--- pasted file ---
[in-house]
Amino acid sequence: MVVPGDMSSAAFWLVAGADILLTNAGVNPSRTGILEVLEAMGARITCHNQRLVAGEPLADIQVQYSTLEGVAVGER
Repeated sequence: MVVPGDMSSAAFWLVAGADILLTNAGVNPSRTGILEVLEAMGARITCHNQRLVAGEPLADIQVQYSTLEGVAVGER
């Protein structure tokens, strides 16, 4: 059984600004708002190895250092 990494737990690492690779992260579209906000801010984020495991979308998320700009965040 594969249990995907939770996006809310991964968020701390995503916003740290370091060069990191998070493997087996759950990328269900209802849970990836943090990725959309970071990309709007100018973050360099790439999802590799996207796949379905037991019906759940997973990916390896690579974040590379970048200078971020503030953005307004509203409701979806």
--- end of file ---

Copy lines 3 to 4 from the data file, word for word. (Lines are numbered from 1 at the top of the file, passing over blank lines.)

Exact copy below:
Repeated sequence: MVVPGDMSSAAFWLVAGADILLTNAGVNPSRTGILEVLEAMGARITCHNQRLVAGEPLADIQVQYSTLEGVAVGER
């Protein structure tokens, strides 16, 4: 059984600004708002190895250092 990494737990690492690779992260579209906000801010984020495991979308998320700009965040 594969249990995907939770996006809310991964968020701390995503916003740290370091060069990191998070493997087996759950990328269900209802849970990836943090990725959309970071990309709007100018973050360099790439999802590799996207796949379905037991019906759940997973990916390896690579974040590379970048200078971020503030953005307004509203409701979806």